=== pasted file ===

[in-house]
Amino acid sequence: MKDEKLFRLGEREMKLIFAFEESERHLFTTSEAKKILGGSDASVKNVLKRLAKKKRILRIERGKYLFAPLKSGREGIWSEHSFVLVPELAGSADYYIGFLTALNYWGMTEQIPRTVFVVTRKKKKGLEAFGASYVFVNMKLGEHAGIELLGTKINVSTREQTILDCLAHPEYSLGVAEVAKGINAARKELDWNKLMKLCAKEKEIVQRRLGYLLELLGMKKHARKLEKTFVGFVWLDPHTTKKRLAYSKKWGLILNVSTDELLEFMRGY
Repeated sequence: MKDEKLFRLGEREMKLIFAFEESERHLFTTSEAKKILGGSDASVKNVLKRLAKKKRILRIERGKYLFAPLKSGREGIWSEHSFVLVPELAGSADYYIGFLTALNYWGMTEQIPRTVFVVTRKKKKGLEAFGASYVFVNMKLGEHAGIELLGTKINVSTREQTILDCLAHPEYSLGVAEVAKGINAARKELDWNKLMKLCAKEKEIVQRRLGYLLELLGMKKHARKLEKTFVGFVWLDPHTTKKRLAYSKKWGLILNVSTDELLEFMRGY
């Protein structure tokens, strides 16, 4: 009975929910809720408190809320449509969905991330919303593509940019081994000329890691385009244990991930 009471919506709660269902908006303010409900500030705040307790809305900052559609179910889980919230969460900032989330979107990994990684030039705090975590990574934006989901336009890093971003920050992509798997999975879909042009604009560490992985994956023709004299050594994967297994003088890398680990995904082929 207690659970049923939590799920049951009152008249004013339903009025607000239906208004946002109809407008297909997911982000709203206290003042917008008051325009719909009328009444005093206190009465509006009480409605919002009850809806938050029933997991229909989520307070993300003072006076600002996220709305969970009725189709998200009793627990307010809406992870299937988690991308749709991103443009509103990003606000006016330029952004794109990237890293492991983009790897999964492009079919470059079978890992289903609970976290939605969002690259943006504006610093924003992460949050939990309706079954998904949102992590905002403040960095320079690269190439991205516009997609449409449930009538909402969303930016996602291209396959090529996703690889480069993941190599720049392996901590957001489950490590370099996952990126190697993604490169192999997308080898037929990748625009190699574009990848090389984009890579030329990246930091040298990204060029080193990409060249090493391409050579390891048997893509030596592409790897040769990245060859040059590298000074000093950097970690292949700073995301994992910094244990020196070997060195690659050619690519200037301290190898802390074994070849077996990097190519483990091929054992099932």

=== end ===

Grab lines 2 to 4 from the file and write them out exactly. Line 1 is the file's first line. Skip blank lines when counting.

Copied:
Amino acid sequence: MKDEKLFRLGEREMKLIFAFEESERHLFTTSEAKKILGGSDASVKNVLKRLAKKKRILRIERGKYLFAPLKSGREGIWSEHSFVLVPELAGSADYYIGFLTALNYWGMTEQIPRTVFVVTRKKKKGLEAFGASYVFVNMKLGEHAGIELLGTKINVSTREQTILDCLAHPEYSLGVAEVAKGINAARKELDWNKLMKLCAKEKEIVQRRLGYLLELLGMKKHARKLEKTFVGFVWLDPHTTKKRLAYSKKWGLILNVSTDELLEFMRGY
Repeated sequence: MKDEKLFRLGEREMKLIFAFEESERHLFTTSEAKKILGGSDASVKNVLKRLAKKKRILRIERGKYLFAPLKSGREGIWSEHSFVLVPELAGSADYYIGFLTALNYWGMTEQIPRTVFVVTRKKKKGLEAFGASYVFVNMKLGEHAGIELLGTKINVSTREQTILDCLAHPEYSLGVAEVAKGINAARKELDWNKLMKLCAKEKEIVQRRLGYLLELLGMKKHARKLEKTFVGFVWLDPHTTKKRLAYSKKWGLILNVSTDELLEFMRGY
């Protein structure tokens, strides 16, 4: 009975929910809720408190809320449509969905991330919303593509940019081994000329890691385009244990991930 009471919506709660269902908006303010409900500030705040307790809305900052559609179910889980919230969460900032989330979107990994990684030039705090975590990574934006989901336009890093971003920050992509798997999975879909042009604009560490992985994956023709004299050594994967297994003088890398680990995904082929 207690659970049923939590799920049951009152008249004013339903009025607000239906208004946002109809407008297909997911982000709203206290003042917008008051325009719909009328009444005093206190009465509006009480409605919002009850809806938050029933997991229909989520307070993300003072006076600002996220709305969970009725189709998200009793627990307010809406992870299937988690991308749709991103443009509103990003606000006016330029952004794109990237890293492991983009790897999964492009079919470059079978890992289903609970976290939605969002690259943006504006610093924003992460949050939990309706079954998904949102992590905002403040960095320079690269190439991205516009997609449409449930009538909402969303930016996602291209396959090529996703690889480069993941190599720049392996901590957001489950490590370099996952990126190697993604490169192999997308080898037929990748625009190699574009990848090389984009890579030329990246930091040298990204060029080193990409060249090493391409050579390891048997893509030596592409790897040769990245060859040059590298000074000093950097970690292949700073995301994992910094244990020196070997060195690659050619690519200037301290190898802390074994070849077996990097190519483990091929054992099932």